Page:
During Almedalsveckan 2012, in her address at the Centre Party gathering, Lööf criticized the government of which she was a part for its inability to keep up the pace of reform that had been a leading part of the Alliance platform in 2006, and urged a revival. "The joint project has lost momentum. Project embers have died down," she said.[6] These points were met with fierce opposition from the other cabinet parties, mainly from the Christian Democrats and the party secretary Acko Ankarberg.[7] The speech also drew attention because of the caustic review by Social Democrat former minister of culture Marita Ulvskog: "New speechwriter for Annie Lööf? unfortunately didn't help. Credibility none. Would work in Top Model, not in reality" she wrote on Twitter.[8] Ulvskog later apologized for some of the wording.

On 6 August 2012 Lööf dismissed Christina Lugnet, the Director-General of Tillväxtverket, after it had become known that Lugnet's government agency had spent approximately 16 million SEK on mostly internal representation over a brief period of time: banquets, kick-offs, hotel stays for its personnel and conferences.[9] This was out of bounds under Swedish law and by the agency's own rules.[10]

On 8 August, it became known that Lööf used taxpayers' money for a number of restaurant visits, including banquets for her staff.[11] A memo was revealed to have amounted 20 000 SEK.[12] The Centre Party has subsequently repaid these expenses to the treasury, as it was for party activities.[13]

After the parliamentary election in 2014, Lööf's trust figures raised dramatically. In 2017, Annie Lööf had the highest trust figures of any major political party leader in Sweden by Swedish voters.[14][15]

Following the inconclusive elections in 2018, the speaker of Sweden’s parliament Andreas Norlén asked Lööf to explore the possibility of forming a new government.[16] Löof subsequently tried to build support for a broad government which excluded the Sweden Democrats and the Left Party and kept intact the centre-right Alliance, a four-party bloc of which the Center is part.[17] She abandoned her bid to form a new government one week later.[18]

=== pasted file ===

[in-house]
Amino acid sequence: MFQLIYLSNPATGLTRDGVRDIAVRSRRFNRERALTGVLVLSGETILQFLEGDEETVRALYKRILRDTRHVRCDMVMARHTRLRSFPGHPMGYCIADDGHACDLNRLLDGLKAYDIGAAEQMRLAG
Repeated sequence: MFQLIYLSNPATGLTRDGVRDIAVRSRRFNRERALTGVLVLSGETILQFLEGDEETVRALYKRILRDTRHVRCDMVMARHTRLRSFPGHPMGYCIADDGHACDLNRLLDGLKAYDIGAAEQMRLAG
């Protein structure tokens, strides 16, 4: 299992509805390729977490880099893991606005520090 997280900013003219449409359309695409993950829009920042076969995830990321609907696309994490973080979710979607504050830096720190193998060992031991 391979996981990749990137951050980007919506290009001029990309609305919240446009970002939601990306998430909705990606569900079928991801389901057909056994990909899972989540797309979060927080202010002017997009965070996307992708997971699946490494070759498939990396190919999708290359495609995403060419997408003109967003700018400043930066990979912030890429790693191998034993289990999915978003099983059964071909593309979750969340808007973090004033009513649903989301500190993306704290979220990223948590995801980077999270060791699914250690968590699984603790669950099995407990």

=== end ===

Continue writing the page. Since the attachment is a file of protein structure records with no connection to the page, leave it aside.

Other activities[edit]

Personal life[edit]

Lööf is the daughter of Centre Party politician Hans-Göran Johansson, the current Mayor of Värnamo Municipality. On 30 July 2011 Lööf married Carl-Johan Lööf and took his surname.[20] On 10 September 2015 she gave birth to a daughter.[21] They live in Nacka, Stockholm.

References[edit]

  1. ^ "Enig centerrörelse valde Annie Lööf till ny partiordförande" (Press release) (in Swedish). Centre Party. 23 September 2011. Archived from the original on 23 September 2011. Retrieved 23 September 2011.
  2. ^ "Vi får inte glömma Nigerdeltat (Almedalsveckan – fredag" (in Swedish). Retrieved 15 September 2014.
  3. ^ "Födelseår". Sveriges Riksdag. Archived from the original on 15 October 2010. Retrieved 26 September 2011.
  4. ^ "Centerpartiets förnyelse i fokus när nya talespersoner utses" (Press release). Centerpartiet. 8 October 2010. Archived from the original on 18 November 2011. Retrieved 26 September 2011.
  5. ^ TT (23 September 2011). "Annie Lööf redo för rivstart". GöteborgsPosten. Retrieved 26 September 2011.
  6. ^ "Lööf want to see a reawakening (in Swedish)". Expressen. Retrieved 13 September 2014.
  7. ^ "Cold war in the Alliance (in Swedish)". Aftonbladet. Retrieved 13 September 2014.
  8. ^ "S-leader: "It shows too little respect" (in Swedish)". Expressen. Retrieved 13 September 2014.
  9. ^ "Christina Lugnet gets fired from Tillväxtverket (in Swedish)". Expressen. Retrieved 13 September 2014.
  10. ^ "Against their own rules. (in Swedish)". di.se. Retrieved 13 September 2014.
  11. ^ "Lööf get criticized – from all sides. (in Swedish)". Aftonbladet. Retrieved 13 September 2014.
  12. ^ "Here is the minister's tavern bills. (in Swedish)". Aftonbladet. Retrieved 13 September 2014.
  13. ^ "Olof Johansson (C): "They can afford it.". (in Swedish)". Expressen. Retrieved 13 September 2014.
  14. ^ "Annie Lööf ny etta på förtroendelistan - DN.SE". DN.SE (in Swedish). 2017-01-25. Retrieved 2017-03-04.
  15. ^ TT. "Annie Lööf i förtroendetopp". SvD.se (in Swedish). Retrieved 2017-03-04.
  16. ^ Eline Schaart (November 15, 2018), Swedish Centre Party leader to head new government talks Politico Europe.
  17. ^ Niklas Pollard and Robin Pomeroy (November 22, 2018), Swedish government talks stalled as Center party leader gives up Reuters.
  18. ^ Eline Schaart (November 22, 2018), Swedish government talks stall again Politico Europe.
  19. ^ Membership Trilateral Commission.
  20. ^ "Centerpolitikern Annie Johansson har gift sig – Kvällsposten". Expressen. Retrieved 13 September 2014.
  21. ^ "Annie Lööf har fött barn". Retrieved 12 July 2017.

External links[edit]

Party political offices
Preceded by
Maud Olofsson
Leader of the Swedish Centre Party
2011–present
Succeeded by
Incumbent
Political offices
Preceded by
Maud Olofsson
Minister for Enterprise
2011–2014
Succeeded by
Mikael Damberg